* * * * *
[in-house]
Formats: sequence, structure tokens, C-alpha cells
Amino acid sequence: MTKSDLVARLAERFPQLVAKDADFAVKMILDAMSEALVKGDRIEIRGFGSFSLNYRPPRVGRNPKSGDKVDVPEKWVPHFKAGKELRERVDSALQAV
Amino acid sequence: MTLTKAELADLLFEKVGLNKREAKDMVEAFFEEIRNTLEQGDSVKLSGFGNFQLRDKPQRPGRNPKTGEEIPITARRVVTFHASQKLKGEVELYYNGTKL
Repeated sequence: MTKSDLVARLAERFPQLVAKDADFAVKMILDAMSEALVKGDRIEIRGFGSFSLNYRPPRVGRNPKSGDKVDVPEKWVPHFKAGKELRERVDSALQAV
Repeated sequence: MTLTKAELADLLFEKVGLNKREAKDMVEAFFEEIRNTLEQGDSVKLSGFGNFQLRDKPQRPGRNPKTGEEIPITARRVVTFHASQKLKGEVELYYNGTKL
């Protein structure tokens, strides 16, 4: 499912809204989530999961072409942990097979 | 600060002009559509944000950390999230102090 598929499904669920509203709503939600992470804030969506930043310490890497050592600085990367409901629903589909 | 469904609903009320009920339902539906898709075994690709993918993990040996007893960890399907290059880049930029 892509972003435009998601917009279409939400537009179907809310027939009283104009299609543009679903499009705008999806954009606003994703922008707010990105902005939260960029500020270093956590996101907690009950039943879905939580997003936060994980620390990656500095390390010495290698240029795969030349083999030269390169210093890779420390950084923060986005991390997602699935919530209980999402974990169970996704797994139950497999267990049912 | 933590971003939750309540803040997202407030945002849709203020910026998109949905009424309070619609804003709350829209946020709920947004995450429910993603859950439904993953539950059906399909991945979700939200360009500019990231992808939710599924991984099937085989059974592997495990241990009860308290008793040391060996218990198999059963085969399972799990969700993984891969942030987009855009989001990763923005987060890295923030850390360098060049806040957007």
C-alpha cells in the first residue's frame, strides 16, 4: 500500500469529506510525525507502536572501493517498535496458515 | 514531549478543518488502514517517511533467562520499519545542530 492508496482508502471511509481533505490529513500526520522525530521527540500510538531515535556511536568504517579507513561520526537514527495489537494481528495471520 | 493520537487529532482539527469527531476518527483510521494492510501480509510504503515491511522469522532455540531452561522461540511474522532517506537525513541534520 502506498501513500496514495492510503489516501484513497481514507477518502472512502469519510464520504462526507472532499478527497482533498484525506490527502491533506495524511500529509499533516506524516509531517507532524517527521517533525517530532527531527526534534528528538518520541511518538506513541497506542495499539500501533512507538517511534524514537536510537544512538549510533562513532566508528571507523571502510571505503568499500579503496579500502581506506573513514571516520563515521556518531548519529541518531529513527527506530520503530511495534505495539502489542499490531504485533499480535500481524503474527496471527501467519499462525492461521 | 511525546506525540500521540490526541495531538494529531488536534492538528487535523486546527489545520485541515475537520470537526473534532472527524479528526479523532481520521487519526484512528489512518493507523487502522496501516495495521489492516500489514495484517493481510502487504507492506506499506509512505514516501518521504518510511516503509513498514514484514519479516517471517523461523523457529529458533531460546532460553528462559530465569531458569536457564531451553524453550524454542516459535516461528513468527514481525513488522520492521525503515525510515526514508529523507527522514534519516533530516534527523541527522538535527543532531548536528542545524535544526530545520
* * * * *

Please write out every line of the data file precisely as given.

[in-house]
Formats: sequence, structure tokens, C-alpha cells
Amino acid sequence: MTKSDLVARLAERFPQLVAKDADFAVKMILDAMSEALVKGDRIEIRGFGSFSLNYRPPRVGRNPKSGDKVDVPEKWVPHFKAGKELRERVDSALQAV
Amino acid sequence: MTLTKAELADLLFEKVGLNKREAKDMVEAFFEEIRNTLEQGDSVKLSGFGNFQLRDKPQRPGRNPKTGEEIPITARRVVTFHASQKLKGEVELYYNGTKL
Repeated sequence: MTKSDLVARLAERFPQLVAKDADFAVKMILDAMSEALVKGDRIEIRGFGSFSLNYRPPRVGRNPKSGDKVDVPEKWVPHFKAGKELRERVDSALQAV
Repeated sequence: MTLTKAELADLLFEKVGLNKREAKDMVEAFFEEIRNTLEQGDSVKLSGFGNFQLRDKPQRPGRNPKTGEEIPITARRVVTFHASQKLKGEVELYYNGTKL
């Protein structure tokens, strides 16, 4: 499912809204989530999961072409942990097979 | 600060002009559509944000950390999230102090 598929499904669920509203709503939600992470804030969506930043310490890497050592600085990367409901629903589909 | 469904609903009320009920339902539906898709075994690709993918993990040996007893960890399907290059880049930029 892509972003435009998601917009279409939400537009179907809310027939009283104009299609543009679903499009705008999806954009606003994703922008707010990105902005939260960029500020270093956590996101907690009950039943879905939580997003936060994980620390990656500095390390010495290698240029795969030349083999030269390169210093890779420390950084923060986005991390997602699935919530209980999402974990169970996704797994139950497999267990049912 | 933590971003939750309540803040997202407030945002849709203020910026998109949905009424309070619609804003709350829209946020709920947004995450429910993603859950439904993953539950059906399909991945979700939200360009500019990231992808939710599924991984099937085989059974592997495990241990009860308290008793040391060996218990198999059963085969399972799990969700993984891969942030987009855009989001990763923005987060890295923030850390360098060049806040957007």
C-alpha cells in the first residue's frame, strides 16, 4: 500500500469529506510525525507502536572501493517498535496458515 | 514531549478543518488502514517517511533467562520499519545542530 492508496482508502471511509481533505490529513500526520522525530521527540500510538531515535556511536568504517579507513561520526537514527495489537494481528495471520 | 493520537487529532482539527469527531476518527483510521494492510501480509510504503515491511522469522532455540531452561522461540511474522532517506537525513541534520 502506498501513500496514495492510503489516501484513497481514507477518502472512502469519510464520504462526507472532499478527497482533498484525506490527502491533506495524511500529509499533516506524516509531517507532524517527521517533525517530532527531527526534534528528538518520541511518538506513541497506542495499539500501533512507538517511534524514537536510537544512538549510533562513532566508528571507523571502510571505503568499500579503496579500502581506506573513514571516520563515521556518531548519529541518531529513527527506530520503530511495534505495539502489542499490531504485533499480535500481524503474527496471527501467519499462525492461521 | 511525546506525540500521540490526541495531538494529531488536534492538528487535523486546527489545520485541515475537520470537526473534532472527524479528526479523532481520521487519526484512528489512518493507523487502522496501516495495521489492516500489514495484517493481510502487504507492506506499506509512505514516501518521504518510511516503509513498514514484514519479516517471517523461523523457529529458533531460546532460553528462559530465569531458569536457564531451553524453550524454542516459535516461528513468527514481525513488522520492521525503515525510515526514508529523507527522514534519516533530516534527523541527522538535527543532531548536528542545524535544526530545520